Once VMs (along with the required networking and storage setup) have been allocated for their respective projects, application deployment engineers could view these VMs as actual physical machines allocated to their Business Unit and choose to run their container friendly applications on top. They would even be able to manipulate POD sizes and leverage the distributed VM footprint provided by an IaaS scheduling solution (Openstack - nova scheduling) keeping high availability in mind.
Is Kubernetes trying to solve both IaaS + Paas:
As described in the architecture above, a POD becomes the least granularity construct which can be deployed on a single physical bare metal host. Since a POD can be categorized as a collection of lightweight containers running applications ideally belonging to a single project owner, we are arguably left with the fact that a single physical host is locked down to serve only one project at a time as against to the Openstack approach of being able to control deployment of every single VM on any physical machine purely on the basis of its cpu, disk and memory usage, resulting in a truly shared cloud.
As an IaaS solution, the approach taken from Kubernetes can end up having limitation towards achieving high availability across data centers and also leaves IaaS providers with the task of identifying and categorizing selective applications that are ready to use such scheduling scenarios.
Kubernetes as compared with Openstack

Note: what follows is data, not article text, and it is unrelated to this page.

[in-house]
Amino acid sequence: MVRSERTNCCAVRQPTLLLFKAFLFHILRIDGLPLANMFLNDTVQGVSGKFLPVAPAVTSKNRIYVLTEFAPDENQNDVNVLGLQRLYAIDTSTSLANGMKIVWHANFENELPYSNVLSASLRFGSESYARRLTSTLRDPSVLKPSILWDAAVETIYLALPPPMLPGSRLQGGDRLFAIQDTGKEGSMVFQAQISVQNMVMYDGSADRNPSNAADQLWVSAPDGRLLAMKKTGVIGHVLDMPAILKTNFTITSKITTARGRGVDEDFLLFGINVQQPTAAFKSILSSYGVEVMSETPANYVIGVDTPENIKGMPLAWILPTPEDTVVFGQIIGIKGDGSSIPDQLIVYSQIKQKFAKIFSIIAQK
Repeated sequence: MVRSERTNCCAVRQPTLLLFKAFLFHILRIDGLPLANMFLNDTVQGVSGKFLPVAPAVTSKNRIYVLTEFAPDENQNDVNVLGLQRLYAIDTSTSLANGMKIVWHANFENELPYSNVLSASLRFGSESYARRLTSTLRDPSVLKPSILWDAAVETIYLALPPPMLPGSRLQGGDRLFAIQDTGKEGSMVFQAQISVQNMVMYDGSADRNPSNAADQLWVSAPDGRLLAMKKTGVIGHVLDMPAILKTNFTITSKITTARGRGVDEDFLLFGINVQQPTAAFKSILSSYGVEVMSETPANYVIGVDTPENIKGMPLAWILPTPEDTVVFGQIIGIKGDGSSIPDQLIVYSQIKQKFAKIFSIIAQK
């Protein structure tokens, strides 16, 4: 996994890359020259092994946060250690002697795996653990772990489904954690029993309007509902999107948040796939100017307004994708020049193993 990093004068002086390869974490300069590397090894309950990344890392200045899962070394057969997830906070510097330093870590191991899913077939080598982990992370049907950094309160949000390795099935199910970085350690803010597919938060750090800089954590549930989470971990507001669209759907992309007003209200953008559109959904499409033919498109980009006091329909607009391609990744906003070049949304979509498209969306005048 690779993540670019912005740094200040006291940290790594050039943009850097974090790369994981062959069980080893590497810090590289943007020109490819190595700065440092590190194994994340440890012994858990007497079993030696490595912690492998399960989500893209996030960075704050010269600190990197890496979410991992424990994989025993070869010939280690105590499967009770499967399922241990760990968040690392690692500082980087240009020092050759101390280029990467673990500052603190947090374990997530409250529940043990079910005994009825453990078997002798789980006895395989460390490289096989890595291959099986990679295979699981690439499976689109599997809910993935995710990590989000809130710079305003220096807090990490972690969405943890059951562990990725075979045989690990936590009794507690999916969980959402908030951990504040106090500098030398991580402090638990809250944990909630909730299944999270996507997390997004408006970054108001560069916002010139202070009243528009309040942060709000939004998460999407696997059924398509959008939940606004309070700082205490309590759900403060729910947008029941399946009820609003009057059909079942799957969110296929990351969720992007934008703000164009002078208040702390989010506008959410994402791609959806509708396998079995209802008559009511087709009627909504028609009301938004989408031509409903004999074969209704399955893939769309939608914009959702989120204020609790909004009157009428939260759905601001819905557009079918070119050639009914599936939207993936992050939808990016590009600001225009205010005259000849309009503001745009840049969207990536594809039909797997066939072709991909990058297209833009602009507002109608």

Is it a substitute ?:
Kubernetes could potentially be seen as a substitute for Openstack in providing docker based container scheduling and deployment. Light weight linux containers as against virtualized guest environments, being the basic difference in their offerings respectively.
Docker with Openstack:
Kubernetes is heavily integrated with Docker, having said that, Openstack open-source community is currently working with the Docker team for providing a driver than can seamlessly be loaded into Openstack for providing a container-as-a-service solution orchestrated by openstack nova itself.
Once a full feature set driver is available, we are potentially looking at Openstack to be a single stop solution provider for managing virtual machines as well as light weight linux containers at an IaaS level.
Developer community strength:
Kubernetes is fairly new and will need time to gather a strong open source community around it. Inevitably, the immediate directions of the product will be decided by Google developer community. Kubernetes is written in GO, a language released by google 3 years back. Openstack is pure python, a world accepted language for coding and product development.
Missing other required Openstack like services:
With the current capabilities, Kubernetes can be viewed as an orchestration layer for managing light-weight containers deployed by Docker. All other key cloud (IaaS) components like Identity-as-a-Service, Image-as-a-Service, Networking-as-a-Service(along with SDN solutions) are still missing from the picture.
It does not have the concept of projects/tenants yet which, in a typical private cloud setup, relates directly to company wide organizational structures of groups and projects.
Initial support focused for Google Cloud Engine:
Initial development for Kubernetes was done on GCE and hence many of the instructions and scripts are built around that. Development cycles will require a Google Cloud Platform account with billing enabled.